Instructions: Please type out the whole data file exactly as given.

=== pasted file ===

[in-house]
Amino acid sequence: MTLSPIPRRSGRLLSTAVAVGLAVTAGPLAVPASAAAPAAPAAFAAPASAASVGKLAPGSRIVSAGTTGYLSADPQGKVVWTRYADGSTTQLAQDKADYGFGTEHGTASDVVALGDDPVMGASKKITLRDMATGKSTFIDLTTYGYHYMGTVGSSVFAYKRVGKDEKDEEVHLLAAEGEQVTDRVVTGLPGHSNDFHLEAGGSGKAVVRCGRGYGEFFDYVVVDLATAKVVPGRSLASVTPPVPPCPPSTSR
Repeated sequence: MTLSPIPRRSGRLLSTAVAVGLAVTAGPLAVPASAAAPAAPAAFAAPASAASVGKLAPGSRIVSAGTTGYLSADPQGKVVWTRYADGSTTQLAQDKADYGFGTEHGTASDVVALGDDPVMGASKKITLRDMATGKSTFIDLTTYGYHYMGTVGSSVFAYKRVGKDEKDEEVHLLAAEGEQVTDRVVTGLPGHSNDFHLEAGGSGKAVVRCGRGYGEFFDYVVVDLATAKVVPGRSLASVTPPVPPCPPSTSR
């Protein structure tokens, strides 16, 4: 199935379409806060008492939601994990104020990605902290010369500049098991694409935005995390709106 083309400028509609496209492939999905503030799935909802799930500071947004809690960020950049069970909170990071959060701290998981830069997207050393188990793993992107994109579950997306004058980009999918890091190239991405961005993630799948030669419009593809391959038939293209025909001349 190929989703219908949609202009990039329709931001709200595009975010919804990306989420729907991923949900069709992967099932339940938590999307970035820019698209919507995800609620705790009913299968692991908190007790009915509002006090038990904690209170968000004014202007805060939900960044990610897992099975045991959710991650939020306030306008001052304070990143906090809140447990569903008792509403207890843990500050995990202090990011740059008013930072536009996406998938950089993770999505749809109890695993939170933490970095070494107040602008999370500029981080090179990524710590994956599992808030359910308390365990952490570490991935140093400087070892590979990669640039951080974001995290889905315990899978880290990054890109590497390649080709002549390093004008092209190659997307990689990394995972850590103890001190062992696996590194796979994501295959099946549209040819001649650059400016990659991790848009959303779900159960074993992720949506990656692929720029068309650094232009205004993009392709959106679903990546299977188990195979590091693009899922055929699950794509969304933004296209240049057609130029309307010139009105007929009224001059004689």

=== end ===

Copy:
[in-house]
Amino acid sequence: MTLSPIPRRSGRLLSTAVAVGLAVTAGPLAVPASAAAPAAPAAFAAPASAASVGKLAPGSRIVSAGTTGYLSADPQGKVVWTRYADGSTTQLAQDKADYGFGTEHGTASDVVALGDDPVMGASKKITLRDMATGKSTFIDLTTYGYHYMGTVGSSVFAYKRVGKDEKDEEVHLLAAEGEQVTDRVVTGLPGHSNDFHLEAGGSGKAVVRCGRGYGEFFDYVVVDLATAKVVPGRSLASVTPPVPPCPPSTSR
Repeated sequence: MTLSPIPRRSGRLLSTAVAVGLAVTAGPLAVPASAAAPAAPAAFAAPASAASVGKLAPGSRIVSAGTTGYLSADPQGKVVWTRYADGSTTQLAQDKADYGFGTEHGTASDVVALGDDPVMGASKKITLRDMATGKSTFIDLTTYGYHYMGTVGSSVFAYKRVGKDEKDEEVHLLAAEGEQVTDRVVTGLPGHSNDFHLEAGGSGKAVVRCGRGYGEFFDYVVVDLATAKVVPGRSLASVTPPVPPCPPSTSR
């Protein structure tokens, strides 16, 4: 199935379409806060008492939601994990104020990605902290010369500049098991694409935005995390709106 083309400028509609496209492939999905503030799935909802799930500071947004809690960020950049069970909170990071959060701290998981830069997207050393188990793993992107994109579950997306004058980009999918890091190239991405961005993630799948030669419009593809391959038939293209025909001349 190929989703219908949609202009990039329709931001709200595009975010919804990306989420729907991923949900069709992967099932339940938590999307970035820019698209919507995800609620705790009913299968692991908190007790009915509002006090038990904690209170968000004014202007805060939900960044990610897992099975045991959710991650939020306030306008001052304070990143906090809140447990569903008792509403207890843990500050995990202090990011740059008013930072536009996406998938950089993770999505749809109890695993939170933490970095070494107040602008999370500029981080090179990524710590994956599992808030359910308390365990952490570490991935140093400087070892590979990669640039951080974001995290889905315990899978880290990054890109590497390649080709002549390093004008092209190659997307990689990394995972850590103890001190062992696996590194796979994501295959099946549209040819001649650059400016990659991790848009959303779900159960074993992720949506990656692929720029068309650094232009205004993009392709959106679903990546299977188990195979590091693009899922055929699950794509969304933004296209240049057609130029309307010139009105007929009224001059004689």